On October 22, the Georgia Supreme Court held that legal settlement cash advances are not “loans” under the state’s Payday Lending Act (PLA) and the Industrial Loan Act (ILA) when the obligation to repay is contingent upon the success of the underlying lawsuit. The decision results from a class action lawsuit bought by clients of a legal funding company. After being involved in automobile accidents, appellants signed financing agreements with a legal funding company, which advanced them funds while their personal injury lawsuit was pending. Per the terms of their financing agreements, appellants were required to repay the funds only if their personal injury lawsuits were successful. They were successful and the settlement company soon sought to recover funds pursuant to the terms of the agreement. The appellants objected and brought suit, alleging, among other things, that the financing agreements they executed violated the state’s PLA and ILA because they were usurious loans and a product of unlicensed activity. The state trial court concluded that the PLA applied to the agreements but that the ILA did not. The state appeals court concluded that neither statute applied, determining that because the repayment obligation was contingent on the success of the lawsuit, it was not a “loan” under either the PLA or the ILA. The state supreme court agreed, holding that “an agreement that involves . . . a contingent and limited obligation of repayment is not a ‘contract requiring repayment,’” as required by the ILA’s definition of “loan.” Similarly, the financing arrangement did not constitute an agreement pursuant to which “funds are advanced to be repaid,” which would make it a loan under the PLA. Appellants also argued that the contingent repayment obligation in the financing agreement was illusory, contending that the legal funding company agrees to such an arrangement only when the risk the lawsuit will fail is “close to null.” The court rejected this claim, however, noting that nothing in the pleadings suggested that the agreements were shams.
California Supreme Court says loans not subject to state interest rate caps may still be unconscionable
On August 13, the Supreme Court of California held that interest rates on consumer loans of $2,500 or more could be considered unconscionable under Section 22302 of California’s Financial Code, notwithstanding Section 22303’s maximum interest rate cap for loans under $2,500. The U.S. Court of Appeals for the 9th Circuit asked the Supreme Court of California to address Section 22302’s application to higher cost consumer loans. In the class action that is before the 9th Circuit, consumers alleged that a lender violated the “unlawful” prong of California’s Unfair Competition Law (UCL) with an unsecured $2,600 loan carrying an APR between 96 percent and 136 percent and argued the product is “unconscionable” under Section 22302. To resolve this question, the California Supreme Court held that unconscionability is a “flexible standard” that includes the larger context surrounding the contract. The court held that, although Section 22303 specifies interest rate limitations on loans under $2,500, it does not affect whether a loan in excess of $2,500 is unconscionable, and a court may consider a loan’s interest rate in determining that a loan above this threshold violates Section 22302.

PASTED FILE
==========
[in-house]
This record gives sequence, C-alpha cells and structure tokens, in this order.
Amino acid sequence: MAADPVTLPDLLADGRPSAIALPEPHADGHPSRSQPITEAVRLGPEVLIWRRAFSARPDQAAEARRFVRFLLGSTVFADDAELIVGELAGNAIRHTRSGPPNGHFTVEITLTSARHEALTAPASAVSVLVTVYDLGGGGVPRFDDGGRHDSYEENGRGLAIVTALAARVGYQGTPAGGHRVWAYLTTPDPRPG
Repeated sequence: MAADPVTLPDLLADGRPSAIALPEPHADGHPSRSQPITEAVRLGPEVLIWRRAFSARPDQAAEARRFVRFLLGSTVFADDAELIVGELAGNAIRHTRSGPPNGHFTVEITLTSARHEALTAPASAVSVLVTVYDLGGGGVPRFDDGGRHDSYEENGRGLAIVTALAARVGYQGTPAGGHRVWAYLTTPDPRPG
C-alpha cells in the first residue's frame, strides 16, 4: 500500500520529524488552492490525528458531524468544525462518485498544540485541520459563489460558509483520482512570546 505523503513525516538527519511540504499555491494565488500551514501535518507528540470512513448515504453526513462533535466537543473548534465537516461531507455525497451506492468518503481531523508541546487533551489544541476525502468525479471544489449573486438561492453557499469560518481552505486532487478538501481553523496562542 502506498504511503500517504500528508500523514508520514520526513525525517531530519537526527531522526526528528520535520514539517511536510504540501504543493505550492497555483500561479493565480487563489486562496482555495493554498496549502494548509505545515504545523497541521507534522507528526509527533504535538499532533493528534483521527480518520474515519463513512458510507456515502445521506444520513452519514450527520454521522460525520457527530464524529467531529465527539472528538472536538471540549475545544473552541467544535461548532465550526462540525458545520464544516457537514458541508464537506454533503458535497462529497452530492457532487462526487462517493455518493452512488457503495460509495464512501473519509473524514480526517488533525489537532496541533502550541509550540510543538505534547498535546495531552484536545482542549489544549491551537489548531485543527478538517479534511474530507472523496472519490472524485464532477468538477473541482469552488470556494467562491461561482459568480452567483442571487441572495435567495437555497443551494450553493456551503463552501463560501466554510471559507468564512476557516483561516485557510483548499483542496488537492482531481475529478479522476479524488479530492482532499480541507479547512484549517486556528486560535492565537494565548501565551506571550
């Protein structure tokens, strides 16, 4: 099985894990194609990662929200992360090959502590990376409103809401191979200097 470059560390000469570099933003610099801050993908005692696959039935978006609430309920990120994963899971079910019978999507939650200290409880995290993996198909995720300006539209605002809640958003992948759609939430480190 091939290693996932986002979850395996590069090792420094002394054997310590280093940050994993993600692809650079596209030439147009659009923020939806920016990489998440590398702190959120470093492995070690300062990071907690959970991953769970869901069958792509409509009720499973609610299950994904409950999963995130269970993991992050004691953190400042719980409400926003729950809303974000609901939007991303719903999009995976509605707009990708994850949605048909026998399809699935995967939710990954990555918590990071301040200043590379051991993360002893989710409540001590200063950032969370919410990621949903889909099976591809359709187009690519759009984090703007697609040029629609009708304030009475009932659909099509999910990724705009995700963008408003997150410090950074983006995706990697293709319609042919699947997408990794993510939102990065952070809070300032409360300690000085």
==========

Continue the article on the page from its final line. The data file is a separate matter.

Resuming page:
On May 23, the OCC released Bulletin 2018-14, which encourages banks to meet the credit needs of consumers by offering short-term, small-dollar installment loans subject to the OCC’s core lending principles. The Bulletin acknowledges the CFPB’s final rule on Payday, Vehicle Title, and Certain High-cost Installment Loans (Payday Rule) – which generally covers loans with maturities shorter than 45 days or longer-term loans with balloon payments – and states the OCC intends on working with the Bureau to ensure banks can “can responsibly engage in consumer lending, including lending products covered by the Payday Rule.”
Specifically, the Bulletin encourages banks to offer loans without balloon payments and with maturities greater than 45 days subject to three core lending principles: (i) the product should be consistent with safe and sound banking, treat customers fairly, and comply with all applicable laws and regulations; (ii) banks should effectively manage risks associated with the product; and (iii) the product should be underwritten based on reasonable policies and practices, such as amount and repayment terms aligning with eligibility, use internal and external data sources to assess a consumer’s creditworthiness, and loan servicing processes that assist distressed borrowers. Additionally, with regard to pricing, the Bulletin stated that the “OCC views unfavorably an entity that partners with a bank with the sole goal of evading a lower interest rate established under the law of the entity’s licensing state(s).”
Immediately after the OCC’s release, the CFPB issued a statement applauding the Bulletin because “[m]illions of Americans desperately need access to short-term, small-dollar credit.” In January, the CFPB stated it plans to reconsider the Payday Rule and the Spring 2018 rulemaking agenda indicates the Bureau expects a notice of proposed rulemaking to be issued by February 2019 (previously covered by InfoBytes here and here).